Continued from Namaqualand Spring 1
Friday 21 August 2015
We woke up in our cottage at Kamiesfroon in Namaqualand, and set off up the pass to Lily Fountain Methodist Mission at Leliefontein, which played a significant part in the Morris and Stewardson family histories. James Morris visited it a few times in the early 1840s when he accompanied Methodist missionaries across the Orange River to Namaland, where they had established a mission station called Nisbet’s Bath at Warmbad. One could see why they spoke of going “up” to Lily Fountain as we climbed up the pass over the Kamiesberg, but like most things in Namaqualand it didn’t look at all like what I had imagined. I pictured it like one of the places in southern Namibia, dry and dusty, but it wasn’t like that at all.
The road up the Kamiesberg to Leliefontein
At the top of the pass we passed through fynbos and wetlands The church, which I think was the oldest Methodist Church in Namaqualand, was smaller than I had pictured it, and it was locked and there didn’t seem to be anyone around, so we took photos of it, and the village, and left.
Methodist Church at Leliefontein
James Morris was staying here early in 1843, and on 7 March 1843 wrote in his diary “A messenger arrived from the Baths with letter from Mr Cook and Mr Tindall with intelligence of Mr Cook’s dangerous state of health and his interntion, if possible, to get to Cape Town as quick as possible, and, as though Providence had been preparing Mr. Jackson’s health for a journey, he had been improving in health ever since my arrival at Khamiesberg, although still weak, the same evening he made preparations for the journey, with horses, to the Great River, and I offered myself to accompany him on my horse.”
Leliefontein church and village
Edward Cook was the Methodist missionary at Warmbad in Namaland (now part of Namibia), and died on the banks of the Orange River before reaching Cape Town. James Morris accompanied his widow and children back to Leliefontein. The Morris and Dixon families spend several days at Leliefontein in December 1843, on their way up to Damaraland to start a trading venture, supplying meat to the British garrison at St Helena. They were later joined at Walvis Bay by James Morris’s sister Frances (Val’s great great great grandmother) and her husband Frank Stewardson.
We drove over more high plateaus, with wetlands, then down a steep bit, to a cultivated farm, and then turned west to Studer’s pass, which went down quite steeply in a couple of stages. There were few flowers this side of the mountains, and people had told us it was too early, and most of the flowers now were on the coastal side of the N7 though at the bottom of the valley as we approached Garies, we saw some vygies opening.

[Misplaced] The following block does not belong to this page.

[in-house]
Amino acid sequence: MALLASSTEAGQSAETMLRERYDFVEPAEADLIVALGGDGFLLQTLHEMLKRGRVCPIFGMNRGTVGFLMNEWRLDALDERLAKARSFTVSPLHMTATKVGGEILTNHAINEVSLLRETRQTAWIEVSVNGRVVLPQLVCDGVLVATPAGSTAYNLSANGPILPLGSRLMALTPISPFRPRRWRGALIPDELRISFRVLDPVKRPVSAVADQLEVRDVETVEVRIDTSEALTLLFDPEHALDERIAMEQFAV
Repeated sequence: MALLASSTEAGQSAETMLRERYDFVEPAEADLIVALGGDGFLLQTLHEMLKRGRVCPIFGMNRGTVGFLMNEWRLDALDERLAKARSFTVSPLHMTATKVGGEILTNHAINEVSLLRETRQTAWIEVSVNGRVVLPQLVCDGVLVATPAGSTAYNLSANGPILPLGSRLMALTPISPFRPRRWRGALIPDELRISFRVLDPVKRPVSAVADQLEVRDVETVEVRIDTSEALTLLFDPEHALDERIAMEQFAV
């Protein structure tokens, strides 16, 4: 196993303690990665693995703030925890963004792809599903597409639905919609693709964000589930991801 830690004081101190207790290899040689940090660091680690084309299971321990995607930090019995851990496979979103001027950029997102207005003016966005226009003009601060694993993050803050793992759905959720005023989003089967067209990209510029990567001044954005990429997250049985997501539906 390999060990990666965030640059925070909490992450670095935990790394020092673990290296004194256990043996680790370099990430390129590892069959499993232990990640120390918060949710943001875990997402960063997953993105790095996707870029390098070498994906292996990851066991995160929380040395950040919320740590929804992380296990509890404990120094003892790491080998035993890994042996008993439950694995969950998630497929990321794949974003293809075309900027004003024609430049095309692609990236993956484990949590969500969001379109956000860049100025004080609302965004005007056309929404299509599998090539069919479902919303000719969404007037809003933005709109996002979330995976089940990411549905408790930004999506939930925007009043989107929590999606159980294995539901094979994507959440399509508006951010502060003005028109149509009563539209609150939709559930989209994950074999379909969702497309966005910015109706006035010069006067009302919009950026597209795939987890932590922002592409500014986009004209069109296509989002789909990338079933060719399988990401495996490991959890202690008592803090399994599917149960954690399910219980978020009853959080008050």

Vygies (mesembryanthemums) flowering on the road between the foot of Studer’s Pass and Garies.
We reached Garies about 12:00, and I looked for an ATM to buy airtime for my Samsung cell phone, but the only ones in town seemed to be FNB, and they did not seem to offer air time, but I bought some at a shop. They also had Flanagans chips, which we had not seen for a long time, so we bought some. At one time they were popular and almust ubiquitous, the then the Lays brand seemed to become more popular, though they didn’t and don’t taste as good.
Garies in the Northern Cape. Since the N7 now bypasses the town, children walk home from school in the middle of the road, though in my day we finished school at 3 pm, not noon.
We then drove back to Kamieskroon on the N7 and passed straight through and made for Skilpad, another place where the flowers were said to be good.
Kamieskroon seen from the road to Skilpad
Skilpad was in the Namaqualand national park, so we had to pay to enter, and the flowers were indeed very good, mostly the orange Namaqualand daisies, and masses of them looking
almost fluorescent again.
Namaqualand daisies at Skilpad, looking almost fluorescent in the sun
There were a few white ones, but a different kind from those we had seen yesterday near Soebatsfontein
— these had smaller petals. There were also yellow flowers, but as they grew closer to the ground they were eclipsed by the orange daisies in the massed displays.
More daisies at Skilpad, Namaqualand
There were lots of 4×4 SUVs going round the park, and we were virtually the only saloon car there.
Did people think it was necessary to drive a 4×4 to look at flowers? Our little Toyota Yaris was dwarfed by these monsters.
More daisies at Skilpad
There was a circular drive with a sitplekkie at the topwhere we ate our lunch of tomato sandwiches, and there was a little bird with a striped face hopping around hoping for crumbs.
Yet more daisies at Skilpad
There was a good view over the surrounding countryside, with its orange patches of flowers surrounded by dark green bush. We then drove slowly down again, reaching Kamieskroon at 4:00 pm.
Cosy Cottage, where we spent three nights in Kamieskroon in the Northern Cape
I had a shower while Val watched tennis and cricket on TV, having been deprived of it since we were forced to downgrade our subscription to DSTV.
Continued at Kamieskroon to Robertson.
Filed under: family history, family news, genealogy | Tagged: Methodist missions, missiology, Morris Family, Namaqualand, spring flowers, Stewardson family | 2 Comments »